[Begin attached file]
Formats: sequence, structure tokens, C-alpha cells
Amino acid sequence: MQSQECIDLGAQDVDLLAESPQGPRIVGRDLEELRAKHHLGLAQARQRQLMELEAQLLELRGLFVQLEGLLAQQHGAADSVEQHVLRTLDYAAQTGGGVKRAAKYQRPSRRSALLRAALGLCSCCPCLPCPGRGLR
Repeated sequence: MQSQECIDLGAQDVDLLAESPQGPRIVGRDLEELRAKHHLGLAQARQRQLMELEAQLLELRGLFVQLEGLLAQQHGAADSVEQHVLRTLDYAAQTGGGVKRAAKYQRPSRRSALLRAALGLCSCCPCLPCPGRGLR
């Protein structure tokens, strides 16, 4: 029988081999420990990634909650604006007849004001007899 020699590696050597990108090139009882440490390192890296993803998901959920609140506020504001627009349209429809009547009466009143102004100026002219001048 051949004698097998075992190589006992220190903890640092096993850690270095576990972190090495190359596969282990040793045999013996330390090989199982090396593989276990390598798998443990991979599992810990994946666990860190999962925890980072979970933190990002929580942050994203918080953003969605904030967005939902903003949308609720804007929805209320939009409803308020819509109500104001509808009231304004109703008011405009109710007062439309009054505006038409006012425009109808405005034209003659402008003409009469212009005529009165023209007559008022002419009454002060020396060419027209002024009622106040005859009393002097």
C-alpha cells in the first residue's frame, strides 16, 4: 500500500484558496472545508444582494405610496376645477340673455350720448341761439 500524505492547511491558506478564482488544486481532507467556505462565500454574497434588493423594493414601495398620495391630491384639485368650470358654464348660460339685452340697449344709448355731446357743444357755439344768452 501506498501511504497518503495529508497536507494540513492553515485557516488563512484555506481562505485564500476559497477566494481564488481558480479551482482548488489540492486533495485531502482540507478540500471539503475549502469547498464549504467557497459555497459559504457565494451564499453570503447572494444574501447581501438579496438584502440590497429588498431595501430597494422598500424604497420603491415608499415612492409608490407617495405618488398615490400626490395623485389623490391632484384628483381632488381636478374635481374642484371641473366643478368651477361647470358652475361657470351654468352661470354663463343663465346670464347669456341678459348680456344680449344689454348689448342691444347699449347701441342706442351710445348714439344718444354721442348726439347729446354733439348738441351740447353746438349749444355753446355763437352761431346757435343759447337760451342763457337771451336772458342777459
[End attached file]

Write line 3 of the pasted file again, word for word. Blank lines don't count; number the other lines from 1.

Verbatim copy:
Repeated sequence: MQSQECIDLGAQDVDLLAESPQGPRIVGRDLEELRAKHHLGLAQARQRQLMELEAQLLELRGLFVQLEGLLAQQHGAADSVEQHVLRTLDYAAQTGGGVKRAAKYQRPSRRSALLRAALGLCSCCPCLPCPGRGLR